Grantland’s Michael Weinreb on the rise of Indiana football
But while Wilson has never been a head coach before (unless you count that year he spent at Foard High School in his home state of North Carolina), he’s been one of the most successful assistant coaches in the country for more than a decade. At Northwestern he convinced coach Randy Walker to shift to a spread offense, thereby making the Wildcats a perennial Big Ten competitor; at Oklahoma he did the same thing, expanding Bob Stoops’ offense toward the edges of the field and shaping quarterback Sam Bradford into a first-round draft pick.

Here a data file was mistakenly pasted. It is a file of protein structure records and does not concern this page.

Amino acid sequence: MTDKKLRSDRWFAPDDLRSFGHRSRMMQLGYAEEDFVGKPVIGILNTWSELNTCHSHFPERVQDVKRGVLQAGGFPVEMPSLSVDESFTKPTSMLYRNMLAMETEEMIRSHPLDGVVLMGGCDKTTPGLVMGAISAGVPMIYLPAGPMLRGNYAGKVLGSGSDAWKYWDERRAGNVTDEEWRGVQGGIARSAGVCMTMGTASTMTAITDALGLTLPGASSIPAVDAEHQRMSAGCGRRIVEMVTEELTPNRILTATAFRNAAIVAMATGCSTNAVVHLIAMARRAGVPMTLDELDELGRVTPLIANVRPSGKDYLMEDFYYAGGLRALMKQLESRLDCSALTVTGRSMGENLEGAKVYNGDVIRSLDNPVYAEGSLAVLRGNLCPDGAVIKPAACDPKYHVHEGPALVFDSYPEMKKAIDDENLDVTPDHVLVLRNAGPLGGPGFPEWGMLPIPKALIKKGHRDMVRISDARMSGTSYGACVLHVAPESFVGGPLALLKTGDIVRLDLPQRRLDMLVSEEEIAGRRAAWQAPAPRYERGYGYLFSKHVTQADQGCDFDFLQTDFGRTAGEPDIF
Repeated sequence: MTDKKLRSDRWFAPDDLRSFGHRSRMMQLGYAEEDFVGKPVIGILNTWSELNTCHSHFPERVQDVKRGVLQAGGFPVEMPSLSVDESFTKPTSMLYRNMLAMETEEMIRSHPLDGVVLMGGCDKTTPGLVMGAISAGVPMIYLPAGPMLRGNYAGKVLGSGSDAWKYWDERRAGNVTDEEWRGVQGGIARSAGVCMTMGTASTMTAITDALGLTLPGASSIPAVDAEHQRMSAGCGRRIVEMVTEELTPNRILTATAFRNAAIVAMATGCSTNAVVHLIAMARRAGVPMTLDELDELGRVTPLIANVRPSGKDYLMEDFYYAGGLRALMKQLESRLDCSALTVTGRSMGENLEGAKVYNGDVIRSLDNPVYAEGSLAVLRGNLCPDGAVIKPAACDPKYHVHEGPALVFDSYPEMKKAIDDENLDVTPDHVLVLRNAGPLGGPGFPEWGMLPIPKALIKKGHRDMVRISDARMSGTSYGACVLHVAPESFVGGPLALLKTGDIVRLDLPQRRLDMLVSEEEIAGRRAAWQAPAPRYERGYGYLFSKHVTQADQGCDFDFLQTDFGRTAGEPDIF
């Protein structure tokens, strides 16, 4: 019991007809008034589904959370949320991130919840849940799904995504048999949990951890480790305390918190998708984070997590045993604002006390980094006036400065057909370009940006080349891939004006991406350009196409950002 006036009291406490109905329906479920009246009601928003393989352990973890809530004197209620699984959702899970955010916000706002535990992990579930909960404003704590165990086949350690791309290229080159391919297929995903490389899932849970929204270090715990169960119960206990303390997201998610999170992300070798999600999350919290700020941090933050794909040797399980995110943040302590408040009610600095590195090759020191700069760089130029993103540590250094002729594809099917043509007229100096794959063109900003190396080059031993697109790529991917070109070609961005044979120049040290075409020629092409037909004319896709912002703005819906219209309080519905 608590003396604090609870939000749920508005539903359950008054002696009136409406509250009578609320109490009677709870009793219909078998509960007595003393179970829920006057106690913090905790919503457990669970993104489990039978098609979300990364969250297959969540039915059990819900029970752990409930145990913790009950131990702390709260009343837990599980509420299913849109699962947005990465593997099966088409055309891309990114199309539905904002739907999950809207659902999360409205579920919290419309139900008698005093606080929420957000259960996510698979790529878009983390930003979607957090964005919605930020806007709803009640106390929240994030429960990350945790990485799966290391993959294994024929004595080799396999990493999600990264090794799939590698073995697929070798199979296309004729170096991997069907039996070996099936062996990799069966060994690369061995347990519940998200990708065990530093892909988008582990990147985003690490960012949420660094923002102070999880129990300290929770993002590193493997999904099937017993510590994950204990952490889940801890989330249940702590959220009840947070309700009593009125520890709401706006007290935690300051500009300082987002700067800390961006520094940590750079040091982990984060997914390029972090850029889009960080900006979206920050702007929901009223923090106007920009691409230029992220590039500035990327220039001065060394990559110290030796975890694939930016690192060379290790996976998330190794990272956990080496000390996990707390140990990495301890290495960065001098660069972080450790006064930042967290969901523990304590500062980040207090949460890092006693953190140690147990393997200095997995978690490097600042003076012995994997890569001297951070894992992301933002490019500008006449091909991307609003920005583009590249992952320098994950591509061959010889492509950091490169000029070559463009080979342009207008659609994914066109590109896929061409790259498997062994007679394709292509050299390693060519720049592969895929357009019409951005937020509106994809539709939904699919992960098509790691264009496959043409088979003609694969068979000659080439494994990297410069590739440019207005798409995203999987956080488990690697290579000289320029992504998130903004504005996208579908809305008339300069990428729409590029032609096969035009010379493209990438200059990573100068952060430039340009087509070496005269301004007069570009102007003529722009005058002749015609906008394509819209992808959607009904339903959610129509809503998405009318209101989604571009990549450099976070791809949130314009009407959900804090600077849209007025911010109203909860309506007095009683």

All this was accomplished by moving quickly; Bradford’s strength, Wilson says, is that he was able to process information incredibly fast, “like the Internet.” (Wilson relies largely on video as a teaching tool, because he doesn’t believe kids have the patience to read anymore.) Even when he is a hard-ass, he does it with swiftness: If a player fumbles once during practice, he is immediately pulled for the rest of the session without a word. In Wilson’s practices, one drill melds into another, and sets are run with urgency, up and down the field, with the music serving as a metronome. (At one point, the team’s placekicker does the worm.) Acefor3Acefor3Coltfor3 … “You gotta learn to play when it’s cluttered up,” he says. “Things are going on, still gotta listen, still gotta concentrate.”